“We need minimum pricing now more than ever. Over the last few weeks, supermarkets have sought to undermine the new licensing legislation banning bulk discount buys by reducing the price of individual cans or bottles and encouraging online customers to buy cases of wine distributed from England. These antics make it clear that the big supermarkets are motivated by profit not public interest. This only serves to reinforce the case for government intervention through measures like minimum pricing if we want to reduce record levels of alcohol harm in Scotland. The vociferous opposition to minimum pricing by some of the big alcohol producers is reminiscent of the tactics the tobacco industry used to try to resist regulation which proved to be successful in saving lives. They should be seen for what they are – big business putting profits before health”.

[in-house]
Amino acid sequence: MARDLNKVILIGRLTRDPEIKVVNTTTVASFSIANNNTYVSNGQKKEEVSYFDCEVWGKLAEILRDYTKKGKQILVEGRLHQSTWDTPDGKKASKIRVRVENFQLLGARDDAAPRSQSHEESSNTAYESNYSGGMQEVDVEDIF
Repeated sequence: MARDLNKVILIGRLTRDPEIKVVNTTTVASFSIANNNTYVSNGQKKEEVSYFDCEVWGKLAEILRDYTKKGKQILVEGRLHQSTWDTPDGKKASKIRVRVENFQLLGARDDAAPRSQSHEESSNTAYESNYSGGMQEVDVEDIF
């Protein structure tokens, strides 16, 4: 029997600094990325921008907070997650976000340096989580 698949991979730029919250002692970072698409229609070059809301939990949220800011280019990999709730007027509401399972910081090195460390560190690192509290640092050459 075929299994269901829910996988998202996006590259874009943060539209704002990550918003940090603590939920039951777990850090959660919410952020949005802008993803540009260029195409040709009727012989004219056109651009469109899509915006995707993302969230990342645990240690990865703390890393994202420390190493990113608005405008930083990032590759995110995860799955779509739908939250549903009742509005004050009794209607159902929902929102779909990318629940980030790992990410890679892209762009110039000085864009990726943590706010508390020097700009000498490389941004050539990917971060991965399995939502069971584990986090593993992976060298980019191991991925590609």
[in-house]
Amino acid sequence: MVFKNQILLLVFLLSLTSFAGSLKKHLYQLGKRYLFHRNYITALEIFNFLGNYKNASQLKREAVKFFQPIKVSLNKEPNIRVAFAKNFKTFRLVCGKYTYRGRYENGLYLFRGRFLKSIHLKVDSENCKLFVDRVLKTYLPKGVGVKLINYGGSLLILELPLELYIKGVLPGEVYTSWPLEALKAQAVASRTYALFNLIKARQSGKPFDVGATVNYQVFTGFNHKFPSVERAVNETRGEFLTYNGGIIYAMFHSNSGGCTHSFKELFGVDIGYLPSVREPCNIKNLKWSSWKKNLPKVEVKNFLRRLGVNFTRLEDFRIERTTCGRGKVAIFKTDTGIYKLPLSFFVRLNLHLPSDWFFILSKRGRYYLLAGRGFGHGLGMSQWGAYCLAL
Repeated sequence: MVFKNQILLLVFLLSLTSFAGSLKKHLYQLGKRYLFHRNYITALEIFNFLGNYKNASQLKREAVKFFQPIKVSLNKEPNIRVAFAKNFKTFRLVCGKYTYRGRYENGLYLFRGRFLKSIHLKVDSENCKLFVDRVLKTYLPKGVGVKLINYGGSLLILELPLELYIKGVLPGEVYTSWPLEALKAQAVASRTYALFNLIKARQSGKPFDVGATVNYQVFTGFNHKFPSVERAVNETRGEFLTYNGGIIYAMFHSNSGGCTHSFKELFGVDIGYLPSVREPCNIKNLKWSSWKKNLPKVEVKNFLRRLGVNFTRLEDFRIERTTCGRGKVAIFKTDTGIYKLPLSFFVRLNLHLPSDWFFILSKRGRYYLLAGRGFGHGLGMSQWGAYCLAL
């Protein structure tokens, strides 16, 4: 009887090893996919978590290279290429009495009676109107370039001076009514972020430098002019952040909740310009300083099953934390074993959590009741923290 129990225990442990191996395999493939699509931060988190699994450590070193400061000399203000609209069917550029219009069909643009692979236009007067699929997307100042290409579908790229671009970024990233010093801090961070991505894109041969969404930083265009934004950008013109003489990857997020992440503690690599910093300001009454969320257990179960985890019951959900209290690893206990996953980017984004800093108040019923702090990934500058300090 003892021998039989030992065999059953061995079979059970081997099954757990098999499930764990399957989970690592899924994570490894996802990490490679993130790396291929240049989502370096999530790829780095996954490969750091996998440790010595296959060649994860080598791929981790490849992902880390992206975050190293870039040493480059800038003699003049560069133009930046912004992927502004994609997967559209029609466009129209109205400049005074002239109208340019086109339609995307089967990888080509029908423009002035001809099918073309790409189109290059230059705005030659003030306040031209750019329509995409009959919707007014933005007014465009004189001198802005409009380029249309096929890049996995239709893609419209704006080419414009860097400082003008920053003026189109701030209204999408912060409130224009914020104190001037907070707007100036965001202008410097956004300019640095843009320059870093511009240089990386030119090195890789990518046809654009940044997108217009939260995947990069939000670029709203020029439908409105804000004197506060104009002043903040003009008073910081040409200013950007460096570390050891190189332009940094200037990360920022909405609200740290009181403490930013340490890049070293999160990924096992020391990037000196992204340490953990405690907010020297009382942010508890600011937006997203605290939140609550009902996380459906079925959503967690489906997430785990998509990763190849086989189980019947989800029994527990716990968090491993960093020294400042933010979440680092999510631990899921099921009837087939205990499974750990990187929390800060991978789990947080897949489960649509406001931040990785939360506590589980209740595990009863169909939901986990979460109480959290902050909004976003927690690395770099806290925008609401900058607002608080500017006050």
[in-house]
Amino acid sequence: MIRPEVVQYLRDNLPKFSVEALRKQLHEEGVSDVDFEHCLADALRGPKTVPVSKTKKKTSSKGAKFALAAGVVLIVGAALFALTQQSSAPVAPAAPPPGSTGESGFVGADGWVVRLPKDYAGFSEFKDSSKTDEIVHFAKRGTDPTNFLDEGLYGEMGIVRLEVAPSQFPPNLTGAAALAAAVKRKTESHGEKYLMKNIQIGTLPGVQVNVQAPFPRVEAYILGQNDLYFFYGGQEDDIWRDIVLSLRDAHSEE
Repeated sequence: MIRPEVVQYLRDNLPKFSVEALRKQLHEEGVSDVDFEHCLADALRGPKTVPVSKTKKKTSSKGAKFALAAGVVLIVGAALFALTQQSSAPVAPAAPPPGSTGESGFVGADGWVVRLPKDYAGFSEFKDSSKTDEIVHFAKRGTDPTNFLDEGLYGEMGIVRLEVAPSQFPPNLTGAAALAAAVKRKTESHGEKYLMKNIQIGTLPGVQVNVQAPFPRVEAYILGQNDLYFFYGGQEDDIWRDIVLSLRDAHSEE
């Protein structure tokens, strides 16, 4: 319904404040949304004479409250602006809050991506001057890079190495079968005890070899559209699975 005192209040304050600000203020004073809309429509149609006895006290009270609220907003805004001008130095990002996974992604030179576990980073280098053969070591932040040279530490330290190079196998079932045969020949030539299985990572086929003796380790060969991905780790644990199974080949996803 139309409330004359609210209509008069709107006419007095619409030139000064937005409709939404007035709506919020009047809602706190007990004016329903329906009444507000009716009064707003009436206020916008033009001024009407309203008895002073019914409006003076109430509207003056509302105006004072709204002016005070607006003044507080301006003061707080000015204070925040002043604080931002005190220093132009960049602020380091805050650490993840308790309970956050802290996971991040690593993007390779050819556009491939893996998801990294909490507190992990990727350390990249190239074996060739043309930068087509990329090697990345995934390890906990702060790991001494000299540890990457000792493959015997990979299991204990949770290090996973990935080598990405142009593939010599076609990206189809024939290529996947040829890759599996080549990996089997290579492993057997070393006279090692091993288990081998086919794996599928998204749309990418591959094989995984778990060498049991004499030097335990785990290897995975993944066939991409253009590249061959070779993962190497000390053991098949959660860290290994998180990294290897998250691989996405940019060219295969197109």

Dr Bruce Ritson, Chair of SHAAP added:

“Abundant evidence shows the most effective way of reducing consumption and harm is increasing the price of alcohol relative to disposable income. Minimum pricing offers us the opportunity to save lives and protect communities from the devastating effects of harmful alcohol use. We know that minimum pricing is being discussed by Ministers in Wales and Northern Ireland and alcohol agencies in England are calling on Westminster to follow Scotland’s lead in introducing the policy. The coalition government’s favoured pricing measure of banning the sale of alcohol below the cost of duty and VAT will have virtually no effect on consumption and harm. Our colleagues in England are rightly looking to Scotland to lead the way in the UK and we hope the Scottish Parliament unites around this important piece of legislation.” 

For more information download: Four Steps to alcohol misuse: how the industry uses price, place, promotion and product design to persuade us that too much alcohol is not enough.